Divergent Microfactories’ Blade – a new concept has gone a tad too far by combining 3D printing with a roaring 700 HP bi-fuel engine. “With this approach we can build a very strong and very light chassis, and do so while saving energy and generating less pollution”, Divergent said. “The problem is that while these cars do now exist, the actual manufacturing of them is anything but environmentally friendly”, said Kevin Czinger, founder & CEO, Divergent Microfactories. The technology has managed to trigger investors’ interest and it could be adopted by many auto manufacturers in the future. Blade offers the opportunity to not only reinvent the way we make cars, but revolutionize the way that we make really fast cars or supercars. While it’s not the first use of 3D printing in automotive we’ve seen – Local Motors revealed its fully-printed Strati last year, for instance – Blade distinguishes itself with its combination of 3D printing and carbon fiber assembly that, its inventors argue, deliver the best of flexibility and speed of construction.
The Blade showcases an innovative and futuristic manufacturing process, the basis of which are 3D printed aluminium ‘Node’ joints, which connect printed carbon fibre tubes together to form the structural cradle. Among other problems solved by the Node include cutting down on the amount of 3D printing required to build the chassis as well as the time to assemble the vehicle components – which is reduced to just minutes.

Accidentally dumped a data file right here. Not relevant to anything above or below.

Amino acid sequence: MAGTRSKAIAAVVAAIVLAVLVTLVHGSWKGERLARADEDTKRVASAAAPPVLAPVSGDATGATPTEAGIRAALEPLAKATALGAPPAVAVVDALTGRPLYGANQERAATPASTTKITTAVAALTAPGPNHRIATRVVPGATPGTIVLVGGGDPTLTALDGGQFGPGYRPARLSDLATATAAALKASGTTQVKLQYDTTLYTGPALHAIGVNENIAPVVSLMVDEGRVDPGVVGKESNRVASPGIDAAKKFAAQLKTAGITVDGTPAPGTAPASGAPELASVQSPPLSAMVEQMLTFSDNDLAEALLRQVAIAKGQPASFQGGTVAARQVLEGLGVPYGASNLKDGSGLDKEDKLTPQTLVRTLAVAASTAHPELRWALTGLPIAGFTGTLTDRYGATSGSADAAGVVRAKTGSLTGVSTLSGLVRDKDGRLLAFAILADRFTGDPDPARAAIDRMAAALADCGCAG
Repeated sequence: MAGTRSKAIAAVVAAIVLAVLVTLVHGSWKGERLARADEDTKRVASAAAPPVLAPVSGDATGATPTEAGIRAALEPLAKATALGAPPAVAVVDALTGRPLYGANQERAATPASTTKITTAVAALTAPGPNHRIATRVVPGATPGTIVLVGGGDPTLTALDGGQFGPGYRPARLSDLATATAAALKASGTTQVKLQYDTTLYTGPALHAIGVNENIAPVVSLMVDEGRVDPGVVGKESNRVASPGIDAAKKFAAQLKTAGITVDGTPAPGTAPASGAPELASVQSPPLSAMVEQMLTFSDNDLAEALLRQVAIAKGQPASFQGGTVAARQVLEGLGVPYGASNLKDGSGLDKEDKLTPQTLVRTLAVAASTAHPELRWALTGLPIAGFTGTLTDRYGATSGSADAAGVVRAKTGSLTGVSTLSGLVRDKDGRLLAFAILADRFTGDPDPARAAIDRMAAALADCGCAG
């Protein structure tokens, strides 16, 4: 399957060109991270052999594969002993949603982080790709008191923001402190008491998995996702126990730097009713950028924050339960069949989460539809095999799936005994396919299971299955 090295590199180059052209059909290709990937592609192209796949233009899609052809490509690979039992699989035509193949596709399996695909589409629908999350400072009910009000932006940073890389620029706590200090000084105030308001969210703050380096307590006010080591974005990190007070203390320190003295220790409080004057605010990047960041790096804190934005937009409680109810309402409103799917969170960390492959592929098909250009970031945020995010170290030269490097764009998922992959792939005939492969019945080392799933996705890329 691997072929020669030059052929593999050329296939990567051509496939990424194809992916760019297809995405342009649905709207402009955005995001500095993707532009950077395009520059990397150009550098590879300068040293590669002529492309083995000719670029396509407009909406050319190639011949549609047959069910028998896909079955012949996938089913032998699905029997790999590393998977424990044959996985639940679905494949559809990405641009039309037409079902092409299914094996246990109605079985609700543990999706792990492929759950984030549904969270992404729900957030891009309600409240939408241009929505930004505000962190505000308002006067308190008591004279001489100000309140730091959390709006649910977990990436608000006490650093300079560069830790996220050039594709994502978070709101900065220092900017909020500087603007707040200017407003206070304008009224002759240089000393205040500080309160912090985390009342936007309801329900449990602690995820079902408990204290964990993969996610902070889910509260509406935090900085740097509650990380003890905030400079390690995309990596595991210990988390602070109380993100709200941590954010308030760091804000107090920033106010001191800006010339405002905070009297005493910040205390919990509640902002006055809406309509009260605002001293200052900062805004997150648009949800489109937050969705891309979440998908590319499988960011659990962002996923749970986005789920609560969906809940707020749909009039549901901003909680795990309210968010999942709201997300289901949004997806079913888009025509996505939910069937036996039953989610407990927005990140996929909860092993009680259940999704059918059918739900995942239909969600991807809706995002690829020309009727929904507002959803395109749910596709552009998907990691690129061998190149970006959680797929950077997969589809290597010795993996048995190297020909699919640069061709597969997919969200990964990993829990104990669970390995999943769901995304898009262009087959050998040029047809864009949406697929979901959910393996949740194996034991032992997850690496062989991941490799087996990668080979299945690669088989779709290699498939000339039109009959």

Promising fuel economy and lesser wear on the road, the company claimed that the chassis made out of Node results in 90% decrease in weight as against traditional vehicles.
While the ability to create their own cars using their technology is one thing, Divergent Microfactories plans on releasing the platform into the hands of entrepreneurs and small businesses around the world in an effort to help them set up their own microfactories to build their own cars and complex structures. But these cost-effective cars could drastically reduce the impact automobiles have on the environment.
Kevin Czinger, Divergent’s founder and chief executive, said the company is looking to raise $10 million to build a plant over the next 18 months to hone the tooling needed for the vehicle, reported the Financial Times. Many start-ups initially eye on bringing their methods under the market scanner in order to attain investments and that’s what Divergent Microfactories is also trying to achieve.
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